place. She answers questions and follow instructions appropriately. the patient is under the stage of Generativity Versus Stagnation. she is currently a housewife. Psychosocial Status Patient X is 53 y/o. source of income comes from her husband working as a Computer Technician on a company. As for hobbies and interests. female. there were no observed mood swings and emotional changes. Under Erik Erikson’s psychosocial development theory. She seems to have a good outlook in life. C. B. she certainly entertains herself by reading. There are clean blankets and pillows for the patient’s use. She attained a High school degree having the knowledge and ability to read and write. As for now. cleaning and doing household chores and taking care of her family. The ward has adequate lighting. There was a regular garbage collection in the hospital where in there is proper regulation. The garbage bins are placed on 5 . Mental Status and Status Emotional The patient was conversant and was slightly oriented to date time. good ventilation and warm temperature. She verbalized that the greatest gift from her is her only children. She was attentive in conversing with the health team members. They seem to have good relationship. 1956 at Baguio City. She deals well with her watcher and visitors. At present. The bed has no side rails.P H Y S I C A L 13 AREAS A S S E S S M E N T OF ASSESSMENT A. Staff Nurses and Watchers of each patient. Pangasinan was born on March 18. During the duty. and people and to her present condition. She was cooperative to the nursing and medical interventions. Benguet. currently residing at Urdaneta City. Her positive attitude was consistent all throughout. managing the family and her only daughter. Environmental Status The patient was admitted to Baguio General Hospital and Medical Center in Surgery East Ward of the Female Division on Bed 16. It was maintained clean at all times by the cooperation of the Hospital Janitor.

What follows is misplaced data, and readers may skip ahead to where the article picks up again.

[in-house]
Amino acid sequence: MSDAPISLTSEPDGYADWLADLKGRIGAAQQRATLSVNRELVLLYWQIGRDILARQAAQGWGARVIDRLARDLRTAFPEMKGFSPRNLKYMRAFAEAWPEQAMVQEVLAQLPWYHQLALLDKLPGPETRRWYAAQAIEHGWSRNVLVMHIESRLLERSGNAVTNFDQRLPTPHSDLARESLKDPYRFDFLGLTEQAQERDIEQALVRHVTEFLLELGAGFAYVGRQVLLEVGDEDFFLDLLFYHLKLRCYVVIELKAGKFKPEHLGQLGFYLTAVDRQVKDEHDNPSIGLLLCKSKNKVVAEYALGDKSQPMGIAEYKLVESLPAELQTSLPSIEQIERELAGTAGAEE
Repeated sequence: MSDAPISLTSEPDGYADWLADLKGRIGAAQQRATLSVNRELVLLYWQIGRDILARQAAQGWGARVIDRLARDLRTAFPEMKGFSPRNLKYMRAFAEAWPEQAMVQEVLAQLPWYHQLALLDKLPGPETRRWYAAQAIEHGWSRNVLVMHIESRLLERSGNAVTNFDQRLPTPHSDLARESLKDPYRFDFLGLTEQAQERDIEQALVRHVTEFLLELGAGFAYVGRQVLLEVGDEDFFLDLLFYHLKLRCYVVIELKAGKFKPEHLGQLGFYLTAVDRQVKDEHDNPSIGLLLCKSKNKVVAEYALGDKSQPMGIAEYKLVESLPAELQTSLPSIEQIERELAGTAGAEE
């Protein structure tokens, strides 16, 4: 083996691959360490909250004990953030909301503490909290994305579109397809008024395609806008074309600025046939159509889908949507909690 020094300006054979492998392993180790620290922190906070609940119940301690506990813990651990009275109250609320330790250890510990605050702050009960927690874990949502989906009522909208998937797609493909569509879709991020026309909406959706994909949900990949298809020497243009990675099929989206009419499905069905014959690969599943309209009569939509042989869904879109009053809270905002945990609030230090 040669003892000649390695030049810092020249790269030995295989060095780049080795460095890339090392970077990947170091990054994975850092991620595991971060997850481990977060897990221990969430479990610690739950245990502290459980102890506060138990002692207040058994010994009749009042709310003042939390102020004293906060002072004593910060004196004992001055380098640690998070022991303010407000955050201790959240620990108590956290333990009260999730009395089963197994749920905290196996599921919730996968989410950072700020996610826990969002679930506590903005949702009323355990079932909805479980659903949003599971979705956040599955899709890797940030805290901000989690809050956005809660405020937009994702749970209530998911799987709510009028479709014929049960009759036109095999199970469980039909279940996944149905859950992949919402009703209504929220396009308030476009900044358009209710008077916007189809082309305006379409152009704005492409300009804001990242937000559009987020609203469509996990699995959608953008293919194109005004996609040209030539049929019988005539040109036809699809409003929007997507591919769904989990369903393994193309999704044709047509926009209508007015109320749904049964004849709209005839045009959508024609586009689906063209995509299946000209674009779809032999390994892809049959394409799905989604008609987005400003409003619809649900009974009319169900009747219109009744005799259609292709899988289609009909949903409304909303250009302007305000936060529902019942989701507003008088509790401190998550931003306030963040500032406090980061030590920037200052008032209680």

smooth and moist pink upon inspection. 6 . Nasal mucosa is intact. Gustatory Status She is able to determine between different tastes such as sour. Tactile Status She was able to perceive hotness. Visual Status Status The patient’s pupils are equally rounded. There are no reduced accommodation to light changes when the penlight was directed to the eyes. sweet. and does wear corrective devices such as eye glasses if needed. She was able to determine from what direction the sound of the voices were coming from as observed when she turned her head towards the direction of the person she was talking to. Auditory Status She has no difficulties in hearing soft voices upon seeing her conversing with her watcher in a whispering manner. She was also able to perceive cold as noted when she asked the student nurse why the thermometer is cold. She has the capability to read due to good visual acuity. bitter. Pain was noted when she grimaced upon the administration of intravenous medications.the hallway of the ward which is managed by the Hospital Janitor. The ears are symmetrical and in lined with the outer cantus of the eyes. D. There was no impacted cerumen upon inspection. and salty. 5. she has diminished visual acuity nor reduction in visual field. Olfactory Status Air is felt in the nose when she exhaled. She could also taste any flavor or dish served to her. Based on her age. 3. She was able to discriminate foul odor as noted when she complained about the bad smell of the comfort room. Sensory 1. She does not have difficulties in seeing far away objects and recognizing people. 2. 4.